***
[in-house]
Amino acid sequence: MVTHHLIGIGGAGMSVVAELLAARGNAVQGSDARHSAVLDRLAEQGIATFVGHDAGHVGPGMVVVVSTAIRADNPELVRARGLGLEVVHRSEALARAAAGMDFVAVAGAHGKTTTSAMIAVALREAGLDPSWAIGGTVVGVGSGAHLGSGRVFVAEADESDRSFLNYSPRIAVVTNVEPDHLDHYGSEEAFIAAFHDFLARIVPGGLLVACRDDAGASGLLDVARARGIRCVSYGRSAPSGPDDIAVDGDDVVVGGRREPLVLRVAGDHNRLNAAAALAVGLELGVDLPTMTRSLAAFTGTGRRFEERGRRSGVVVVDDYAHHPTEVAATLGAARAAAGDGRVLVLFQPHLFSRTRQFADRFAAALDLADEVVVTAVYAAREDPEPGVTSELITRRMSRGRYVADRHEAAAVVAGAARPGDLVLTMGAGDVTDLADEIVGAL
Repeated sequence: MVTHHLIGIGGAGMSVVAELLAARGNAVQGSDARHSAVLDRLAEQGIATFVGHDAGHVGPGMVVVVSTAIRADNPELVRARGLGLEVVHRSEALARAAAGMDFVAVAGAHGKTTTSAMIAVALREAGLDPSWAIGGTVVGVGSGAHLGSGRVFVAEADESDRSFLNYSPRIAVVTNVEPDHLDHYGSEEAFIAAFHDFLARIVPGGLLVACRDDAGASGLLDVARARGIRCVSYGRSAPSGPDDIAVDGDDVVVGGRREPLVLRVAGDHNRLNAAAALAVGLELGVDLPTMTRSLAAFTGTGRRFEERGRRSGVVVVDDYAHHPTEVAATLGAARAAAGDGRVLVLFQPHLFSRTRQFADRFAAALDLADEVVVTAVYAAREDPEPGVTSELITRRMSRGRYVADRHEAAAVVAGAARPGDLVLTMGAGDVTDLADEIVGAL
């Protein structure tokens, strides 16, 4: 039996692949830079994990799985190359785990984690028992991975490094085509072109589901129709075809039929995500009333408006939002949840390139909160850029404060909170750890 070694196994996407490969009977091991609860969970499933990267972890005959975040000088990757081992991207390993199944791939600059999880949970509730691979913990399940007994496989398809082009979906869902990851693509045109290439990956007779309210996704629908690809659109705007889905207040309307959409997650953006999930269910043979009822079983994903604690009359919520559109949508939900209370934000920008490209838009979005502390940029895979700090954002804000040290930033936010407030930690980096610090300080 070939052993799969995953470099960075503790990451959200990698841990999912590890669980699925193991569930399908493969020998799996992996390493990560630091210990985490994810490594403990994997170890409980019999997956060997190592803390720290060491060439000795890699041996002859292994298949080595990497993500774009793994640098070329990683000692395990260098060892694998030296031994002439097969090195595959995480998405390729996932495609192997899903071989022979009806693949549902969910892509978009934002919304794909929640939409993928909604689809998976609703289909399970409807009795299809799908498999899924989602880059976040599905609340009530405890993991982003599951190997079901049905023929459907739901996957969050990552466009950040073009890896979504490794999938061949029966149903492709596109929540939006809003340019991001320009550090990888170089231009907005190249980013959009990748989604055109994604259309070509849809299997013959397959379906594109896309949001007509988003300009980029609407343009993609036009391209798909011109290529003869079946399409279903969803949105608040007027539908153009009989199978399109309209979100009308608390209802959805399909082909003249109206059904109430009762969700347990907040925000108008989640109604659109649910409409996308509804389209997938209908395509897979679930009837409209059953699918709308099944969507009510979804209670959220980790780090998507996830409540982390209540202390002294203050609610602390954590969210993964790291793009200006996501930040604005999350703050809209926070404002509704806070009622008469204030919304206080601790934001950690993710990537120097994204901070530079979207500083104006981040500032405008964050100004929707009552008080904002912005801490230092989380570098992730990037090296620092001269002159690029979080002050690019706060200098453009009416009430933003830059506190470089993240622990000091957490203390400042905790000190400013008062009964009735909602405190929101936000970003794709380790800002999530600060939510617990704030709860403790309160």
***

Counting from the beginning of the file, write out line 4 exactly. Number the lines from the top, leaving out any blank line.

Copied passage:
């Protein structure tokens, strides 16, 4: 039996692949830079994990799985190359785990984690028992991975490094085509072109589901129709075809039929995500009333408006939002949840390139909160850029404060909170750890 070694196994996407490969009977091991609860969970499933990267972890005959975040000088990757081992991207390993199944791939600059999880949970509730691979913990399940007994496989398809082009979906869902990851693509045109290439990956007779309210996704629908690809659109705007889905207040309307959409997650953006999930269910043979009822079983994903604690009359919520559109949508939900209370934000920008490209838009979005502390940029895979700090954002804000040290930033936010407030930690980096610090300080 070939052993799969995953470099960075503790990451959200990698841990999912590890669980699925193991569930399908493969020998799996992996390493990560630091210990985490994810490594403990994997170890409980019999997956060997190592803390720290060491060439000795890699041996002859292994298949080595990497993500774009793994640098070329990683000692395990260098060892694998030296031994002439097969090195595959995480998405390729996932495609192997899903071989022979009806693949549902969910892509978009934002919304794909929640939409993928909604689809998976609703289909399970409807009795299809799908498999899924989602880059976040599905609340009530405890993991982003599951190997079901049905023929459907739901996957969050990552466009950040073009890896979504490794999938061949029966149903492709596109929540939006809003340019991001320009550090990888170089231009907005190249980013959009990748989604055109994604259309070509849809299997013959397959379906594109896309949001007509988003300009980029609407343009993609036009391209798909011109290529003869079946399409279903969803949105608040007027539908153009009989199978399109309209979100009308608390209802959805399909082909003249109206059904109430009762969700347990907040925000108008989640109604659109649910409409996308509804389209997938209908395509897979679930009837409209059953699918709308099944969507009510979804209670959220980790780090998507996830409540982390209540202390002294203050609610602390954590969210993964790291793009200006996501930040604005999350703050809209926070404002509704806070009622008469204030919304206080601790934001950690993710990537120097994204901070530079979207500083104006981040500032405008964050100004929707009552008080904002912005801490230092989380570098992730990037090296620092001269002159690029979080002050690019706060200098453009009416009430933003830059506190470089993240622990000091957490203390400042905790000190400013008062009964009735909602405190929101936000970003794709380790800002999530600060939510617990704030709860403790309160």